Continuing to drink alcohol despite clear signs of serious disability can lead to excessive alcohol consumption, and possibly overdose.
Also known as “alcohol poisoning,” alcohol overdose occurs when there is an excess of alcohol in the bloodstream, and areas of the brain that control basic life-support functions such as breathing, heart rate, and temperature regulation begin to shut down.
Symptoms of alcohol overdose include confusion, difficulty maintaining consciousness, vomiting, seizures, difficulty breathing, slowed heart rate, clammy skin, lack of gag reflex, other sluggish reactions, and even extreme hypothermia. Overdose of alcohol can cause permanent brain damage or death.
While the effects of alcohol on memory remain the subject of much research, we know that drinking may have significant and lasting effects on the brain, ranging from “slips” in memory to permanent and debilitating conditions requiring life-long care. Even moderate drinking may leads to short–term impairment, as shown by extensive research on the impact of drinking on driving. Excessive use in older ages increases the risks of developing Alzheimer’s, and, coupled with malnourishment, can cause Wernicke–Korsakoff syndrome, which can cause more permanent brain damage, including dementia and amnesia.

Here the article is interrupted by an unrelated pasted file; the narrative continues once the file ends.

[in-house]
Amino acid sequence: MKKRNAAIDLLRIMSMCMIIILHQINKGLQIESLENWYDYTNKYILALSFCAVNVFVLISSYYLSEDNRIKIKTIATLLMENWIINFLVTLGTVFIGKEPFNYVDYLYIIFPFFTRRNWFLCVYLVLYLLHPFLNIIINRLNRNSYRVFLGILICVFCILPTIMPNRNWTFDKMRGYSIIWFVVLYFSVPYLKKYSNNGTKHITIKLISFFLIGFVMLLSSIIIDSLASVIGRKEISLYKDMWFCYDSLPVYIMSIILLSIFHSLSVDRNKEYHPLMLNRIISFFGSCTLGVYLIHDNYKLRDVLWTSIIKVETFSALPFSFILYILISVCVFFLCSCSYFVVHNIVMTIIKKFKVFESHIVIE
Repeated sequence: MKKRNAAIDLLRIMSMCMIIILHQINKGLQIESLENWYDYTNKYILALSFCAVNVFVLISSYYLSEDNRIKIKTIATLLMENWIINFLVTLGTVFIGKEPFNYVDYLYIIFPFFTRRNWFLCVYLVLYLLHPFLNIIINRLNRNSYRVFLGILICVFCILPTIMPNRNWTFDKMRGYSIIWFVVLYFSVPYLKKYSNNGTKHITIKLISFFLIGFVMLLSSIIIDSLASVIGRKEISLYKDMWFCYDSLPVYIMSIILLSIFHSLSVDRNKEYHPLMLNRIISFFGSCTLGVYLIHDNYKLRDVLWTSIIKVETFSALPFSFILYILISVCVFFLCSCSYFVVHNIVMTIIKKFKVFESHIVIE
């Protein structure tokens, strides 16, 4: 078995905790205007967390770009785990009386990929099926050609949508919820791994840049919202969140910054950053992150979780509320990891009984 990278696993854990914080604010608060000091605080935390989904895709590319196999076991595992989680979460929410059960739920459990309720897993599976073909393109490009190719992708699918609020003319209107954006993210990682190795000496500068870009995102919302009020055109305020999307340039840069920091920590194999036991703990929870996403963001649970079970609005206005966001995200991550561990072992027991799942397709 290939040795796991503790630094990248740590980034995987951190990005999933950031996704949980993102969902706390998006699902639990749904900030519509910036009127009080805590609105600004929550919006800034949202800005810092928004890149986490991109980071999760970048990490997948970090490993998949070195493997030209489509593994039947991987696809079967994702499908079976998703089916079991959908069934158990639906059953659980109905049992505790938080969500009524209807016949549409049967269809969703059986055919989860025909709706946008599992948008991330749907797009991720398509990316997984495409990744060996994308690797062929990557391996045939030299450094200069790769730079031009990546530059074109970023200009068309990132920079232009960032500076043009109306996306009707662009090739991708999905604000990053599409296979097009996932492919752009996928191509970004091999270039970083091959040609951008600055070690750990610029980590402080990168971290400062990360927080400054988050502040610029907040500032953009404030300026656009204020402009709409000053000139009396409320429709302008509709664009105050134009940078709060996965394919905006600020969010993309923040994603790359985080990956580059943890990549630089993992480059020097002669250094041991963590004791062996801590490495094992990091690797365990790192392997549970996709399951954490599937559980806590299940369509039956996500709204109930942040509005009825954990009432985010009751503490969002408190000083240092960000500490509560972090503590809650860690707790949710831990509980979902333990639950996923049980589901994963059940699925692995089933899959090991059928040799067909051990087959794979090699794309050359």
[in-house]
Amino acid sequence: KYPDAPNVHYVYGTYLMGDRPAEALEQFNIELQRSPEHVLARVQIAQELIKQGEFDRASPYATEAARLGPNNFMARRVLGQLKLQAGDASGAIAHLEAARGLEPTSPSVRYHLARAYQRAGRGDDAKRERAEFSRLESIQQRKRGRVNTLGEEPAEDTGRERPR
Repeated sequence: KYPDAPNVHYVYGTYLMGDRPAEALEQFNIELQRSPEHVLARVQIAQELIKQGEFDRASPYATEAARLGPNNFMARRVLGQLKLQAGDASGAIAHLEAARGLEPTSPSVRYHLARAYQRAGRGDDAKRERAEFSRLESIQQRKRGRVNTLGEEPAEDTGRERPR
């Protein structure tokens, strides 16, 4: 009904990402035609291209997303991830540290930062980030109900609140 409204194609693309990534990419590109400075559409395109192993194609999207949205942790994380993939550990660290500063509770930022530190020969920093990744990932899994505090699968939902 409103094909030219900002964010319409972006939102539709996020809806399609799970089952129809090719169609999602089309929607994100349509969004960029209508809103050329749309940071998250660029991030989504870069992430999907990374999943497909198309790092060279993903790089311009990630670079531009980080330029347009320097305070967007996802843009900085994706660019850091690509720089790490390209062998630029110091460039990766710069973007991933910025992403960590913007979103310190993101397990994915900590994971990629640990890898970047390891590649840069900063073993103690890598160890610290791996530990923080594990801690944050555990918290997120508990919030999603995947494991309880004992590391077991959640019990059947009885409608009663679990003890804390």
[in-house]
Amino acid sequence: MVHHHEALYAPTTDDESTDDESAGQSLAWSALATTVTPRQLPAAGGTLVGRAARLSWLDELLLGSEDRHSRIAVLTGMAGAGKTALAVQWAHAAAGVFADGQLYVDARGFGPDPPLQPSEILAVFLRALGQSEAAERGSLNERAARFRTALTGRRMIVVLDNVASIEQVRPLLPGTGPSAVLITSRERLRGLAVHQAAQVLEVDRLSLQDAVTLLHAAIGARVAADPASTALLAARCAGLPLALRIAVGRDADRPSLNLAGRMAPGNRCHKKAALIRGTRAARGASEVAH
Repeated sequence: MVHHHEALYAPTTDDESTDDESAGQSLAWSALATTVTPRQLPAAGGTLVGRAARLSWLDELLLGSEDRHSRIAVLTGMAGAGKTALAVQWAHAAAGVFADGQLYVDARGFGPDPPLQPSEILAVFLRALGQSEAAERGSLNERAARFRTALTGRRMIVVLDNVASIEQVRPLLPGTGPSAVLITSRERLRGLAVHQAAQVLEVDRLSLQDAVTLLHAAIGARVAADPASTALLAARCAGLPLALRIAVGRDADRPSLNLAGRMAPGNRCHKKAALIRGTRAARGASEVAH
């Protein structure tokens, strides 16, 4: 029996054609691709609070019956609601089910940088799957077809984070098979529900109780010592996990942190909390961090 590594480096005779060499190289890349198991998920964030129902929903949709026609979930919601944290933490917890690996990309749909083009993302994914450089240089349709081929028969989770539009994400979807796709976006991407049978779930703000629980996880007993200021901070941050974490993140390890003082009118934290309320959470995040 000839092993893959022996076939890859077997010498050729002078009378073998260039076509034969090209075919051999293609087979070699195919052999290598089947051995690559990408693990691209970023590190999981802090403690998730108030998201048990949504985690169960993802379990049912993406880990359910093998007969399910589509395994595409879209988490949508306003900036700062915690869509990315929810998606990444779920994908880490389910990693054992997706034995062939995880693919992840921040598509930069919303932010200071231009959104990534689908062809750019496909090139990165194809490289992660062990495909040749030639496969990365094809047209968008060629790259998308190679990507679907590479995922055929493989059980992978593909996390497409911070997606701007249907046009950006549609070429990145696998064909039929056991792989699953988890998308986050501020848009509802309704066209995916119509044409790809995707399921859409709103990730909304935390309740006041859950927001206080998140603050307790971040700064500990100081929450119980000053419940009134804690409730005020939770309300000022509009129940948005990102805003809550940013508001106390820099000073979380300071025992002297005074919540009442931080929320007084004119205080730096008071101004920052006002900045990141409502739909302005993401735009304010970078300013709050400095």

A number of factors influence how and to what extent alcohol affects the brain, including:
Volume, frequency of use
Starting age, number of years use
Current age, gender, genetic background
General health condition
Many people with alcohol dependence also suffer from mental illness. Mental illness may increase the risk of developing alcohol dependence, just as alcohol dependence may increase the risk of developing a mental illness. While some may drink as a result of their mental illness, others may develop mental illness as a result of their alcohol dependence. Mental illness and alcohol dependence may be considered co-occurring conditions, which have a tendency to aggravate each other. When one issue is ignored, the other often worsens.
Some of these impairments may be detected after only a few drinks, and quickly resolve when drinking stops. However, a person who drinks heavily over a long period of time may have brain deficits that persist well after he or she achieves sobriety.
Effects on the Body
Typically, the body reacts to alcohol as a waste product, and so immediately works to excrete it. Even small amounts of alcohol can have an effect on the body’s systems. The following is a more detailed, but not comprehensive list of the effects of alcohol on the body, provided by the National Institute of Alcohol Abuse and Alcoholism.